Today in Labor History: August 12

The national Brotherhood of Carpenters & Joiners is founded in Chicago in a gathering of 36 carpenters from 11 cities – 1881

Coal company guards kill seven, wound 40 striking miners who are trying to stop scabs, Virden, Ill. – 1898

With the news that their boss, Florenz Ziegfeld, was joining the Producing Managers’ Association, the chorus girls in his Ziegfield Follies create their own union, the Chorus Equity Association. They were helped by a big donation from superstar and former chorus girl Lillian Russell. In 1955 the union merged with the Actor’s Equity Association – 1919

Teamsters official William Grami is kidnapped, bound and beaten near Sebastopol, Calif. He was leading a drive to organize apple plant workers in the area – 1955
(From Blackjacks to Briefcases is the first book to document the systematic and extensive use by American corporations of professional union-busters, an ugly profession that surfaced after the Civil War and has grown bolder and more sophisticated with the passage of time.  Since the 1980s, hundreds of firms—including the Detroit News, Caterpillar and Pittston Coal, to name but three—have paid out millions of dollars to hired thugs.  Some have been in uniforms and carried nightsticks and guns, others have worn three-piece suits and carried attaché cases, but all had one simple mission: to break the backs of workers struggling for decency and fair treatment on the job.)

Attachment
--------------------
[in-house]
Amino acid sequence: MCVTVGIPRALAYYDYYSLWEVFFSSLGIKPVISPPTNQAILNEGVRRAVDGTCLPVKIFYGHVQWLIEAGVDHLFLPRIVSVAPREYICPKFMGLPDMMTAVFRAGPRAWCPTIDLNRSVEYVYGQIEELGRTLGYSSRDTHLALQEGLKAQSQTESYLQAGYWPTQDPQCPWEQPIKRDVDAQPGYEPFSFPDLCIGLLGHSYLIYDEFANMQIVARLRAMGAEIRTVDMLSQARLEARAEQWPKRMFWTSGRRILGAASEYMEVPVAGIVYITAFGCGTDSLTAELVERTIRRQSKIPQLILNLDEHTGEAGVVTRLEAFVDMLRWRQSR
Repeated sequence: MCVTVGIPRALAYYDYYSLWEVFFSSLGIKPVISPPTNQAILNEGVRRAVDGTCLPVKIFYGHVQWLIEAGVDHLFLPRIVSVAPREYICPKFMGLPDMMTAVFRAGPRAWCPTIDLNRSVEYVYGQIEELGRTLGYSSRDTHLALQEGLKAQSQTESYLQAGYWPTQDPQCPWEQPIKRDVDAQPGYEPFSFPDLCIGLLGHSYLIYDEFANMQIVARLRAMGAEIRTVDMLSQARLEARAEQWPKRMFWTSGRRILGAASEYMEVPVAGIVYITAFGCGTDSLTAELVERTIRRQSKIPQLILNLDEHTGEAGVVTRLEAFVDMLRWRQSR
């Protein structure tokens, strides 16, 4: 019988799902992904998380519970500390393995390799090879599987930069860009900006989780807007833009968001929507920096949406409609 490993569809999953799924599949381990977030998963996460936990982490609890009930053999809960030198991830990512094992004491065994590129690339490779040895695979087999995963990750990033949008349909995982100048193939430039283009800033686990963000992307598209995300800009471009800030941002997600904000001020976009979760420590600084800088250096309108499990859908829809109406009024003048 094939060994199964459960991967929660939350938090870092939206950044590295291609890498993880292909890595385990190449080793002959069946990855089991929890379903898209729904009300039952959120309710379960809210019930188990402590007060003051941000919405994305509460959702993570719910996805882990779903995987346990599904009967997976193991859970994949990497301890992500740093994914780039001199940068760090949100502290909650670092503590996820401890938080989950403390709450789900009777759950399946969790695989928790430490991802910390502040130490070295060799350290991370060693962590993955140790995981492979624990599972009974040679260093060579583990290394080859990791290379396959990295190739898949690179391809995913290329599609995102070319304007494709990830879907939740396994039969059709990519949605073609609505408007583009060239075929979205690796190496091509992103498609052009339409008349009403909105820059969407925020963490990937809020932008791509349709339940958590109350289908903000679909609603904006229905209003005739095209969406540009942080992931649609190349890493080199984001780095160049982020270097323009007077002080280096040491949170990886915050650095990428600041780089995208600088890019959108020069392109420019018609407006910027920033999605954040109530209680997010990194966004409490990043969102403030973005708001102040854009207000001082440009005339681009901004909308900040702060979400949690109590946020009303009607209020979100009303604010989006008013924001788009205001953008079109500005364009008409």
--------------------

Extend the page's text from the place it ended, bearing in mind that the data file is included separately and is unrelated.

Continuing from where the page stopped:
The North American Free Trade Agreement—NAFTA—is concluded between the United States, Canada and Mexico, to take effect in January, 1994, despite protests from labor, environmental and human rights groups – 1992

What was to become a 232-day strike by major league baseball players over owners’ demands for team salary caps began on this day; 938 games were cancelled – 1994

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